Pebble's permit application accepted by Army Corps

Photo by Tim Romano

Step 1: Take a deep breath. Really. Have you done it? Ok good. Now keep reading.

On Friday, the U.S. Army Corps of Engineers accepted Pebble’s application for permits to mine in Bristol Bay.

Step 2: repeat step one.

The fact that the Pebble mine proposal even got this far is shocking. In 2014, the EPA determined, after a scientific review and lengthy public comment period in which more than one million people opposed the mine, that the Pebble proposal – even at a small scale – would cause irreversible damage to the Bristol Bay watershed, its amazing salmon and trout fisheries, and the robust fishing economy built upon them. But like a zombie, the Pebble mine proposal just won’t stay dead.

Now that you know the latest news, let us make one thing clear: We have an enormous fight ahead of us.

Please click here to tell your elected decision makers in Congress to oppose Pebble mine.

As we have known from more than a decade of fighting Pebble, this will be a long, drawn-out battle to protect Bristol Bay’s world-class fisheries. Fortunately, many obstacles remain in Pebble’s way, and with your help we can make sure the proposed Pebble mine never becomes a reality. Rest assured, Trout Unlimited will pursue every avenue available. As we continue to review the technical details of their mining application, more of such opportunities will present themselves.

In order to be successful, however, we are going to need your help!

Have you already commented on Pebble mine in the past? Thank you!

Have you commented multiple times? That is awesome.

We’re going to need you to do it again. Click here to do so today.

Bristol Bay sockeye. Photo by Ben Knight

More than one million individuals spoke out against Pebble during the last public comment period, and in order to keep the pressure on throughout the permitting process, we need you to stand up and say: “Bristol Bay, Alaska, is too special to risk by building the proposed Pebble mine.”

Alright. Now that we’ve covered the basics, let’s talk about their actual application.

In short, the plan confirms our long-held concerns that the proposed Pebble mine would be catastrophic for Bristol Bay and its world-famous salmon and trout fisheries.

Frighteningly, the plan they released isn’t even the full picture. The current plan includes only a fraction of the ore within the Pebble deposit, and based on recent statements by Pebble itself, we know they plan to expand once they get their foot in the door. This means the impacts to the region’s important fish, wildlife and water resources will be even greater than what would result if Pebble’s applications are granted.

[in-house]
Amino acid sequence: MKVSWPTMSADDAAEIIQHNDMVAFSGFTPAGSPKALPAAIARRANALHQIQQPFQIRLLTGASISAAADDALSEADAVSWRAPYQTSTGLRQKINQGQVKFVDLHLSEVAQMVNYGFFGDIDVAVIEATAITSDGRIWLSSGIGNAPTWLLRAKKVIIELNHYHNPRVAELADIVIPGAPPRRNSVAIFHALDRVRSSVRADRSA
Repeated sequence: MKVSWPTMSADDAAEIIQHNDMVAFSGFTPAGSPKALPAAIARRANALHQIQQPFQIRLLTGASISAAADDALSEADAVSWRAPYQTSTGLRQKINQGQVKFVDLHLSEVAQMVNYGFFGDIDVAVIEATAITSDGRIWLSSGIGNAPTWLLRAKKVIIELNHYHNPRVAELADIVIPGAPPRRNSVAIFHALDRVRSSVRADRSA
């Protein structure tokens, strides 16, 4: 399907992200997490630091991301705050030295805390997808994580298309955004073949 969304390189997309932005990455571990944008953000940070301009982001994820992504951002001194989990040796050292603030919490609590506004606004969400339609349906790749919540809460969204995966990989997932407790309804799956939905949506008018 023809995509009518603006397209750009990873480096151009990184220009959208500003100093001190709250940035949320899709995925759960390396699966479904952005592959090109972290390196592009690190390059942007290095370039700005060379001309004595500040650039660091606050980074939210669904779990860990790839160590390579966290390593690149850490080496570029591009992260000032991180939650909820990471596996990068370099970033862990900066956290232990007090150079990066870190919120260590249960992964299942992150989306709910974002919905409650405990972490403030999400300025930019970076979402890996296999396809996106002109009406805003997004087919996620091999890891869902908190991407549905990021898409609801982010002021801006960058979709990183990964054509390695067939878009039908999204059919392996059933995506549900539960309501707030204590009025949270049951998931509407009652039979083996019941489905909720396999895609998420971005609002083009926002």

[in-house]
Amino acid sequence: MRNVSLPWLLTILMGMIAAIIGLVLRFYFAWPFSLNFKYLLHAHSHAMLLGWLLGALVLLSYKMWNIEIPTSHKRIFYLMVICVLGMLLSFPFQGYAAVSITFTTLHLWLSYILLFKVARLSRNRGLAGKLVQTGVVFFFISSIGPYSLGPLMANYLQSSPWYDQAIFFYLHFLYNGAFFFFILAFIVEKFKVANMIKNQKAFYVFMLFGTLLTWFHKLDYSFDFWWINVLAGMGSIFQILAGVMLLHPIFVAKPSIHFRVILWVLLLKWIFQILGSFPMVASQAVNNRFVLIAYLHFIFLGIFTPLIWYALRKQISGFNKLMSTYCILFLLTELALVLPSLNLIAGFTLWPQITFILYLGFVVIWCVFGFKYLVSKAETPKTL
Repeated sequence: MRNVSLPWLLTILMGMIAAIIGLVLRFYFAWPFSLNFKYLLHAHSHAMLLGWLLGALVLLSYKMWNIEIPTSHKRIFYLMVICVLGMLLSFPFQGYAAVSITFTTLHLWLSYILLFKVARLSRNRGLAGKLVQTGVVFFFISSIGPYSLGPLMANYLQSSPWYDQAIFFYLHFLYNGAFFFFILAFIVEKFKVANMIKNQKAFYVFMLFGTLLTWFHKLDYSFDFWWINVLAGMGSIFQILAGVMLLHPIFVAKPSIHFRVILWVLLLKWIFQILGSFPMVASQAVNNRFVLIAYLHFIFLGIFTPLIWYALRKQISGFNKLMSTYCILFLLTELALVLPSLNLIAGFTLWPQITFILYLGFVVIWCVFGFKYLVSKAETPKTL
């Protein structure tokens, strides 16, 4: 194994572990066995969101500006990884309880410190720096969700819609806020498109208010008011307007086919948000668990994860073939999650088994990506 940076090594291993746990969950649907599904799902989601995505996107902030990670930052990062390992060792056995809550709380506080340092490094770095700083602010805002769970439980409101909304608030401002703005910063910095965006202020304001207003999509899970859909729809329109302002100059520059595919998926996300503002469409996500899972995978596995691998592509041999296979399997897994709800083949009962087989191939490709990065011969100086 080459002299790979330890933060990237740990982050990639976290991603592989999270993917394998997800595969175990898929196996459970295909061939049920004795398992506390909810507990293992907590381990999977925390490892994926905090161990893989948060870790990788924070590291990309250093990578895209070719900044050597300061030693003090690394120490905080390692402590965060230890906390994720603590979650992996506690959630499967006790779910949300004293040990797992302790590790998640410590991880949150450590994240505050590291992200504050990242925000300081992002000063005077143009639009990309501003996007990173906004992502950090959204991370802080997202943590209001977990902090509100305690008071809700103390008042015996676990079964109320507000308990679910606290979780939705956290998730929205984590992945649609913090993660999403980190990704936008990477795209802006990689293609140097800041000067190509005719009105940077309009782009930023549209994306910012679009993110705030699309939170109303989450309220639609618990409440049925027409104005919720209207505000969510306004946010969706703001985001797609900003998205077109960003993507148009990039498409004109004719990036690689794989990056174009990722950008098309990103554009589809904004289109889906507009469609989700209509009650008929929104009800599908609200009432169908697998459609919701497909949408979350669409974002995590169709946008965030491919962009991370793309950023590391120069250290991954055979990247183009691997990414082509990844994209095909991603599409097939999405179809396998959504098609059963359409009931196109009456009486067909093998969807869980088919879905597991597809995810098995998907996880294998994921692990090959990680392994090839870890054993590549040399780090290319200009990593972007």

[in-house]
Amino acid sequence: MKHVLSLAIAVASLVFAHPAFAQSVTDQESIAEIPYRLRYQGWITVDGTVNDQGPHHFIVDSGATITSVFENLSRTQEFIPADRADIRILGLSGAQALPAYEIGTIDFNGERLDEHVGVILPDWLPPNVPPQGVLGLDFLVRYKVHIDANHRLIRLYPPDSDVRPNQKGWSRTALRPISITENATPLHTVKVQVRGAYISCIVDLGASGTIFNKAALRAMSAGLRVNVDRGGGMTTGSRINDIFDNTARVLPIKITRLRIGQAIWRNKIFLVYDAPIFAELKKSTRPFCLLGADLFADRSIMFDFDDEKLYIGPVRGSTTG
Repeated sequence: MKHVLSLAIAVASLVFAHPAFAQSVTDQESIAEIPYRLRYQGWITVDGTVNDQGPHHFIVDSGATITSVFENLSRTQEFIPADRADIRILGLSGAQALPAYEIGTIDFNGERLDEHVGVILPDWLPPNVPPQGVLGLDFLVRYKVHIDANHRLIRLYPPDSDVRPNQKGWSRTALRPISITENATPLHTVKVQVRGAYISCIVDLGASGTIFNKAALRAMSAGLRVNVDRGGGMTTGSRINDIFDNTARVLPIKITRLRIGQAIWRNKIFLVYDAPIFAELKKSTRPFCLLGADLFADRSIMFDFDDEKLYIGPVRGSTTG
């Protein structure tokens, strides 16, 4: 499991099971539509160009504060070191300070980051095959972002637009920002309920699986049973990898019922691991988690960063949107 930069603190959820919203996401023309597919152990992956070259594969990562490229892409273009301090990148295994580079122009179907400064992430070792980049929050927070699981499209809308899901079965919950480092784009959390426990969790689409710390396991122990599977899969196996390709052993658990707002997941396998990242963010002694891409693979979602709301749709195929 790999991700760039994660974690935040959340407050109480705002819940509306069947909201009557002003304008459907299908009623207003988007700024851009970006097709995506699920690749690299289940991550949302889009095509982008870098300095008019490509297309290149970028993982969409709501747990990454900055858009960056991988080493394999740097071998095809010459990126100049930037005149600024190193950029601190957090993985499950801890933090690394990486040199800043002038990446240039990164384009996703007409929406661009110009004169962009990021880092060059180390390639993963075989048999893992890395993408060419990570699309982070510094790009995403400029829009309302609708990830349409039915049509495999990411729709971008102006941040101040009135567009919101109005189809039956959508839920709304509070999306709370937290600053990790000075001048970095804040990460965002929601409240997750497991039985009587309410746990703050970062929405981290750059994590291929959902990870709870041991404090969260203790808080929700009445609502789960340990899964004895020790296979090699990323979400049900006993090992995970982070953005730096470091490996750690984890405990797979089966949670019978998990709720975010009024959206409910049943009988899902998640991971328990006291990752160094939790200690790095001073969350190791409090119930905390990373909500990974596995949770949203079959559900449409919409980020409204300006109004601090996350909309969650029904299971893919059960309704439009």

Pebble is continuing to deceive and mislead Alaskans and Americans, and their “new” plan is nothing more than the same old mine we’ve known was a terrible idea all along with some pretty wrapping paper.

TU’s Nelli Williams leads a rally in Anchorage, Fall 2017. Photo by Brandon Hill

Here are the takeaways:

  1. Don’t be fooled by Pebble’s latest proposal. There is no such thing as small Pebble mine. We are conducting a thorough and rigorous analysis of the permit application, but even a cursory review of the materials confirms that the proposed Pebble mine is an existential threat to one of the world’s greatest wild salmon ecosystems and the lucrative salmon economy it supports.
  2. Follow along: please stay tuned on our website and facebook page
  3. Speak up: there are still chances to stop this if we all speak up again, and again, and again. Today’s opportunity to act is at this link
  4. Tell your friends: The more people fighting to protect Bristol Bay, the merrier. We’re all in this together.

Stay tuned for more details and action opportunities. Thanks for sticking with us to protect Bristol Bay.

By Jenny Weis.